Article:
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A dead sex life might seem like something you can work with — and it definitely is in some cases — but if you are just NOT attracted to your partner like you used to be, Schwartz suggests imagining feeling that way for years. It doesn’t matter if you’re not sure yet how long you’ll be with them. If this person turns out to be the one that goes the distance, are you okay going without that strong physical attraction?
Or sex is pretty much the only thing going right with you two.
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Totally fine if the purpose of this relationship is to meet your physical needs only. But if this isn’t a casual situation, it can be a bad sign if you’re all sex, no talk. “Some individuals prioritize needs like sex and physical attractiveness. And while those relationships can last for years, they typically don’t last for many years,” says Meyers.
You spend a decent amount of time thinking about what else is out there — and if those people might be better for you.
It’s normal to be a little curious what it’d be like to be with someone else. But if you find yourself wondering if there is someone who is more reliable, sensitive, communicative, or whatever else than your partner, those fantasies might be highlighting the holes in your relationship.
“Most people won’t get all their major needs met by a relationship, but they should get most of their needs met,” says Meyers. “The important point is to ask yourself two questions: What are my primary needs from a relationship? Am I getting most of those needs met?”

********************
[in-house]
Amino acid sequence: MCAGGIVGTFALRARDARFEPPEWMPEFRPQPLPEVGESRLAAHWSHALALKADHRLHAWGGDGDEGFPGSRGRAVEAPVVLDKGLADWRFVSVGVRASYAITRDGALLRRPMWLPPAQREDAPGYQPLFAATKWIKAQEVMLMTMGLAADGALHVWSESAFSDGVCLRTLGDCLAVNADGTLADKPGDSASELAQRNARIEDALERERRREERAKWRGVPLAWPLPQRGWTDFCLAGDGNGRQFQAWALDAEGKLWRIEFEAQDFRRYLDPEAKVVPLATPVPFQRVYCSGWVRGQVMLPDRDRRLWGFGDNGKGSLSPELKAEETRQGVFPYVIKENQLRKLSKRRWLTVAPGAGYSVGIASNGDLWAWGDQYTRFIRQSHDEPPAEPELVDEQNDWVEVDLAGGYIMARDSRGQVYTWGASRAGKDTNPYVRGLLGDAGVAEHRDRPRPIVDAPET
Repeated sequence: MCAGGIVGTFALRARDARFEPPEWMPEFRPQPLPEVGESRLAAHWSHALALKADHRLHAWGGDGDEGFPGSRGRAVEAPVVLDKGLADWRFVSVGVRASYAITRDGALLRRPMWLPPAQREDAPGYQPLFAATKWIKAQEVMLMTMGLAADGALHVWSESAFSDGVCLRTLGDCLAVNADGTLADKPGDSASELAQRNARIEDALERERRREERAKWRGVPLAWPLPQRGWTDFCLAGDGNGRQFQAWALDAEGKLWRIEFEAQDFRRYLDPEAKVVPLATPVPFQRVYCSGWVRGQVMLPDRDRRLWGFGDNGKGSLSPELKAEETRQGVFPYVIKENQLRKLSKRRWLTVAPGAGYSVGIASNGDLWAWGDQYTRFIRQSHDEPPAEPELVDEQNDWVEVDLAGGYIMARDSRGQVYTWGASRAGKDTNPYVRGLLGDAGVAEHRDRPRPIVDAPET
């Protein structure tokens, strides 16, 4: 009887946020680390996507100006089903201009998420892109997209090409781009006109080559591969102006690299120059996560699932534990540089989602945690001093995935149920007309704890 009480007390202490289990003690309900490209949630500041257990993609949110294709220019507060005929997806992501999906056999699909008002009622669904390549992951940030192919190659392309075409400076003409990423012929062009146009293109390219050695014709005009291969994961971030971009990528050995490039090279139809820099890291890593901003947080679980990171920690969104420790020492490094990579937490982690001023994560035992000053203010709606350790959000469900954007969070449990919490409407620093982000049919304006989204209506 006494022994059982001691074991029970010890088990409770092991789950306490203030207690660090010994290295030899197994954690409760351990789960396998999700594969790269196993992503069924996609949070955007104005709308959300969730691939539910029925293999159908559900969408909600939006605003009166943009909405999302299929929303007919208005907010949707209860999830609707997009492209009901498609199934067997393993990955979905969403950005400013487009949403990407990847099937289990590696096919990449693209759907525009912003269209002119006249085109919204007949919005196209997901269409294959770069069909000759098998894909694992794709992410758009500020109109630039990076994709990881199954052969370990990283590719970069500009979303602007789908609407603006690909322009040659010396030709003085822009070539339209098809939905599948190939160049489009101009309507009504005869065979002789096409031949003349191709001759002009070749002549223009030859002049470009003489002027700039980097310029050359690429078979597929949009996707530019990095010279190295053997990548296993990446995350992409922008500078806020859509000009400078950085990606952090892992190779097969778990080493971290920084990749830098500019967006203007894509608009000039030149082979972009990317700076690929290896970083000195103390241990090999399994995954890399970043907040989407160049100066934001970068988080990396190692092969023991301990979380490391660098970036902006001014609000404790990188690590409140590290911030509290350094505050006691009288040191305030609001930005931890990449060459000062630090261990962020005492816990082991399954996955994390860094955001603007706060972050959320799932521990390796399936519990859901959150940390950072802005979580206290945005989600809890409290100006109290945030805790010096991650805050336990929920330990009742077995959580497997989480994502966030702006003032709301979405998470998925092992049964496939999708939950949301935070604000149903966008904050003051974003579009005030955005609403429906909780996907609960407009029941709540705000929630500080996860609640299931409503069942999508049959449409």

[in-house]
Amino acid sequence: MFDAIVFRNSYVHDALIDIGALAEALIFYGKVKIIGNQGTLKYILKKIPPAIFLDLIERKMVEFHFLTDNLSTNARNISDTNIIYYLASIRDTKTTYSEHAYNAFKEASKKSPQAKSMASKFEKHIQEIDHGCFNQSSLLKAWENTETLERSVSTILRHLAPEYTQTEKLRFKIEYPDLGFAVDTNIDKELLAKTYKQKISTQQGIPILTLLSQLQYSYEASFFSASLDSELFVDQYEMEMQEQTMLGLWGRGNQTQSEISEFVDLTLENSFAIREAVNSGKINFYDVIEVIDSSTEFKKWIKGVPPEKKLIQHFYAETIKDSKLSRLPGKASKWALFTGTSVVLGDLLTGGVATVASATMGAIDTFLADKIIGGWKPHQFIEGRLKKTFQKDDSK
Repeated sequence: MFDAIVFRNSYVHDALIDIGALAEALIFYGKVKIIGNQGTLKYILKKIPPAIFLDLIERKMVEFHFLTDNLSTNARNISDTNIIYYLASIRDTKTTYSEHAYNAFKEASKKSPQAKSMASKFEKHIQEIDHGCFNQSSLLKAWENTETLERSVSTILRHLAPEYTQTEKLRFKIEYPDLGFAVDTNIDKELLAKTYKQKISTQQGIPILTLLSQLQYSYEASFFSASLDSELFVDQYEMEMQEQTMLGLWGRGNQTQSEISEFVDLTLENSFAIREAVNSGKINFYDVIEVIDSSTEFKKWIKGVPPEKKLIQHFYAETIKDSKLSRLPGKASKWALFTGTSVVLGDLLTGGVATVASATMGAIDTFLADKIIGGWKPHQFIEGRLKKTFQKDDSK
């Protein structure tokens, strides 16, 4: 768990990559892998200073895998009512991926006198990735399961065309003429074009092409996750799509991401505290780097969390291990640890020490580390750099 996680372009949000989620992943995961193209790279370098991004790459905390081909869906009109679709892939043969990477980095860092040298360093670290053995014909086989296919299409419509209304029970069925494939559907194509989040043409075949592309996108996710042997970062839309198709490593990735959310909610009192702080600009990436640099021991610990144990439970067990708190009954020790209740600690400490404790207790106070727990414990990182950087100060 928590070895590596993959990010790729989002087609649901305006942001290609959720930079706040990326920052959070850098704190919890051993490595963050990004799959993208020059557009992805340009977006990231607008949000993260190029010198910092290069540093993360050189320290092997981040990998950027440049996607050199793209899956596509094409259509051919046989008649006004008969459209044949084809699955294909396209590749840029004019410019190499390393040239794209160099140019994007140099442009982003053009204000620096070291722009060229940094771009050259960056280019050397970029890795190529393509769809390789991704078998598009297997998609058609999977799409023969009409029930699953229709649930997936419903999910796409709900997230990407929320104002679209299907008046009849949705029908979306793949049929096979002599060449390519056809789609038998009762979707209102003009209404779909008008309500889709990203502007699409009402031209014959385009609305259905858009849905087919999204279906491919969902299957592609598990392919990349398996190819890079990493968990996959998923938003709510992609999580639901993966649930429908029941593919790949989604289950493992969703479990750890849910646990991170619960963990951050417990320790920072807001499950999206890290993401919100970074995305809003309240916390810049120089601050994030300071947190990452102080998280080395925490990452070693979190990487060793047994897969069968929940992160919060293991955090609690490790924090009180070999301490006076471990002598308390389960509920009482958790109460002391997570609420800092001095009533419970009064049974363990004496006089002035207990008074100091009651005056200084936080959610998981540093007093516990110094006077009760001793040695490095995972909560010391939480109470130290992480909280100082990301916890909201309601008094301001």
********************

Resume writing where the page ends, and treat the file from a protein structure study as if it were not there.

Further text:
You bicker all the effing time about pretty much anything.
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You’ve probably heard that it’s healthy for couples to fight. That’s true to an extent, but arguing constantly isn’t normal. If you’re picking fights more often than you’re having positive, rewarding communication, pretty much all experts agreed: It’s time to reconsider.
You’re going through the motions of your relationship just because.
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Yeah, you’re still doing everything you used to, like going out on dates, complimenting each other, having sex, but it no longer feels exciting or ~organic~. If you’ve gotten to a point that you feel like you’re play-acting your relationship, says Schwartz, it’s probably not a relationship you should be in anymore.
Their negative personality traits have gotten worse.
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Everyone brings flaws and not-so-nice parts of themselves to a relationship. When those flaws start taking over, though, it’s a pretty big sign that you’re heading into bad territory, says Schwartz. Think: They’ve always been a little jealous, now they’re overbearing. They’ve always been a little irritable, now they’re just mean. They’ve always been private, now they refuse to open up at all. “Very often it’s not a slump, it’s the beginning of the end,” says Schwartz.
You’re super jealous and suspicious of them more often than not.
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It’s one thing if your partner is acting shady — it’s another if you find yourself wanting to keep tabs on them or not trusting them when they haven’t given you a reason not to. If that’s the case, you probably have some stuff you need to work on within yourself.